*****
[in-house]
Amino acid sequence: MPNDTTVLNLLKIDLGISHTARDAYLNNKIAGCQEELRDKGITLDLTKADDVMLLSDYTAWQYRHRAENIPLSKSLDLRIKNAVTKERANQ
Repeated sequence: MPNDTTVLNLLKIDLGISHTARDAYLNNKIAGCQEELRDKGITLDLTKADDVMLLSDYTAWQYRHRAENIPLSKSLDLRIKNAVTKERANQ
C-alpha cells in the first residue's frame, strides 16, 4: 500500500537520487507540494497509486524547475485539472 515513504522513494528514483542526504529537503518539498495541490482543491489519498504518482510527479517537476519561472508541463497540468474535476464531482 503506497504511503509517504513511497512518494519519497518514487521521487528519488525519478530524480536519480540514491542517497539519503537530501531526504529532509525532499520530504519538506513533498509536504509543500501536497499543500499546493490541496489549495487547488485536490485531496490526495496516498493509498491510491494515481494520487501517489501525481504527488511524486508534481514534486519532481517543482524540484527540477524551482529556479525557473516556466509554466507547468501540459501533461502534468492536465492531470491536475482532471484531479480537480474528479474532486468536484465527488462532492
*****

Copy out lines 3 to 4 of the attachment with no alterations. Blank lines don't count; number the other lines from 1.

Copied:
Repeated sequence: MPNDTTVLNLLKIDLGISHTARDAYLNNKIAGCQEELRDKGITLDLTKADDVMLLSDYTAWQYRHRAENIPLSKSLDLRIKNAVTKERANQ
C-alpha cells in the first residue's frame, strides 16, 4: 500500500537520487507540494497509486524547475485539472 515513504522513494528514483542526504529537503518539498495541490482543491489519498504518482510527479517537476519561472508541463497540468474535476464531482 503506497504511503509517504513511497512518494519519497518514487521521487528519488525519478530524480536519480540514491542517497539519503537530501531526504529532509525532499520530504519538506513533498509536504509543500501536497499543500499546493490541496489549495487547488485536490485531496490526495496516498493509498491510491494515481494520487501517489501525481504527488511524486508534481514534486519532481517543482524540484527540477524551482529556479525557473516556466509554466507547468501540459501533461502534468492536465492531470491536475482532471484531479480537480474528479474532486468536484465527488462532492